WHO are these good Samaritans?

Hey Ryan, we feel your pain.

That's my first response to the reader who contacted GetReligion concerning a CBS News report on the Joplin, Mo., tornado relief effort:

This story was just beyond weird and frustrating as you can't help but want to yell, "Who are these strangers showing up to help?"

Check out the headline and subhead on the piece:

Strangers flocking to help Joplin residents

84-year-old Joplin widow benefits from the kindness of total strangers as she rebuilds after the disaster

Not only are the mysterious helpers strangers; they are total strangers.

Ryan said his favorite paragraph from the report was this one:

About 30 volunteers suddenly appeared one day, and they lifted Mary's furniture and her spirits for a while. But when there is so much need, help has to keep moving.

Ryan's commentary on that graf:

This makes it sound as if people are like clouds and just appear out of nowhere. What brought these people? This might even be worse than a religion ghost behind it all, as I am left wondering in general what the motives are of these people just suddenly showing up to help strangers.

Just the other day, I scratched my (bald) head over tornado coverage by CNN that nailed the religion angle in the written version of a story but totally ignored God and faith in the video report.

In this case, I clicked the embedded CBS video to see if it matched the story Ryan called to our attention. In fact, the video itself helped answer some of the perplexing questions -- as much as CBS tried to ignore them.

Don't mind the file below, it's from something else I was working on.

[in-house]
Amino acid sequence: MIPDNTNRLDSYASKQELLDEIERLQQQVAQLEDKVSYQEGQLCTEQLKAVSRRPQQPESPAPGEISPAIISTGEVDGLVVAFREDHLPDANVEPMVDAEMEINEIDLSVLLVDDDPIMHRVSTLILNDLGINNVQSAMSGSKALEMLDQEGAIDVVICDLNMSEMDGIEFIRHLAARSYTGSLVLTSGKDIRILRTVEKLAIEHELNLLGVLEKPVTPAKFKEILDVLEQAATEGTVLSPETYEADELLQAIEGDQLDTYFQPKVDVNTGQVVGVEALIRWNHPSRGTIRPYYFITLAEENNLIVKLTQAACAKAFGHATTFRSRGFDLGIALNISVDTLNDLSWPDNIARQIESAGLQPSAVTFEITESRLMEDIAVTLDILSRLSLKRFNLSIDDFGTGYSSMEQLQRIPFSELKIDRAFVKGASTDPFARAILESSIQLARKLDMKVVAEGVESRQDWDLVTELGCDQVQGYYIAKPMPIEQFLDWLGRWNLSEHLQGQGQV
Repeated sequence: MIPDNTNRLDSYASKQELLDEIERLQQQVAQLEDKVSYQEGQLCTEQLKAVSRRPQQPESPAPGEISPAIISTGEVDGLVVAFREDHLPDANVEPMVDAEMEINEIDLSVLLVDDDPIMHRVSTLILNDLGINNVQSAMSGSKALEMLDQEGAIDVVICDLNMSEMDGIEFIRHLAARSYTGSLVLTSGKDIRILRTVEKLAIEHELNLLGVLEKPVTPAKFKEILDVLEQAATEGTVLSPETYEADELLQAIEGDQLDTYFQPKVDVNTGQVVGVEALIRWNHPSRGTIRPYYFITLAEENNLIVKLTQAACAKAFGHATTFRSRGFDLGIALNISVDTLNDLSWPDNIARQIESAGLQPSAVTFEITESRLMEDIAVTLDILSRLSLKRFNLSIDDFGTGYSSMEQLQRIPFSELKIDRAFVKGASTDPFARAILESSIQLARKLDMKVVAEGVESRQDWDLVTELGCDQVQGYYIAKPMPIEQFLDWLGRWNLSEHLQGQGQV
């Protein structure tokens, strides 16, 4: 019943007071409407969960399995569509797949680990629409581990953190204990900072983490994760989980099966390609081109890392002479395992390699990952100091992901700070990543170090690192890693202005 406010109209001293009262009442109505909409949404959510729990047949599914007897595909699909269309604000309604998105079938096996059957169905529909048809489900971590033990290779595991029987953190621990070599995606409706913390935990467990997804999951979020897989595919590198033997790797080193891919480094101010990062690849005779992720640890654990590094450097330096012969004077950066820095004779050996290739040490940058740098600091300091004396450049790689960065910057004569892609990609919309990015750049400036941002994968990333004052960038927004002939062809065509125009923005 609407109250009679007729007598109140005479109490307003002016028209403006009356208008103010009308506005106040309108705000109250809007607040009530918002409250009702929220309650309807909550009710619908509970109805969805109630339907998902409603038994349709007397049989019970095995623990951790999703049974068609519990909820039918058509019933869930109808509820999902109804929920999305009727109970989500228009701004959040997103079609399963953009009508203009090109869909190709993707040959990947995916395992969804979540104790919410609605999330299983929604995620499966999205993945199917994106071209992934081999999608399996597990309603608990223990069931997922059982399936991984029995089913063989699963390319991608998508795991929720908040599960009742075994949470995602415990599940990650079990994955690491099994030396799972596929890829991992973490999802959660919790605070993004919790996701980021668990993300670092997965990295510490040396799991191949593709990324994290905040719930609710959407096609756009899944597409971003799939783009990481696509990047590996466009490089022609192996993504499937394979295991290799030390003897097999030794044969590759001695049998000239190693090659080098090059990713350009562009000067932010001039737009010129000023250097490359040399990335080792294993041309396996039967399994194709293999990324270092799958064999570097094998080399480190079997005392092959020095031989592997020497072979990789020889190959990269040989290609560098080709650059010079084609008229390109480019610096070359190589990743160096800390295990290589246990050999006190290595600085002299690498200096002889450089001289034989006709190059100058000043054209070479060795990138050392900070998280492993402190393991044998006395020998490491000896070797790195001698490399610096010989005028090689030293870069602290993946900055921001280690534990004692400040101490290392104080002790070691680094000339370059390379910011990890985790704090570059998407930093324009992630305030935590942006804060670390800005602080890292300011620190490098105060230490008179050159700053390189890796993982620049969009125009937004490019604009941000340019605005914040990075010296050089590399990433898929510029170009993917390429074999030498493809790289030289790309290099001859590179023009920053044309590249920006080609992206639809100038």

A soundbite from one of the volunteers says:

We prayed that morning that if there was a need that we would know it, and God works these things out.

Hmmmmm, does it sound like -- just possibly -- there's a faith angle here? The woman quoted has a son who's wearing a green T-shirt that appears to display a Scripture on the back. Again, hmmmm ...

In the same video, many of the "strangers" who show up to volunteer are wearing orange T-shirts. The writing on the front of the T-shirts says, "Samaritan's Purse." I do believe that Samaritan's Purse is an evangelical Christian ministry with disaster relief experts and volunteer teams on the ground in Joplin. Even the video fails to mention Samaritan's Purse, but you can't miss the T-shirts ... or the volunteers giving the older woman a Bible and asking to pray with her.

My, my, my.

Hey Ryan, did I mention that we feel your pain?

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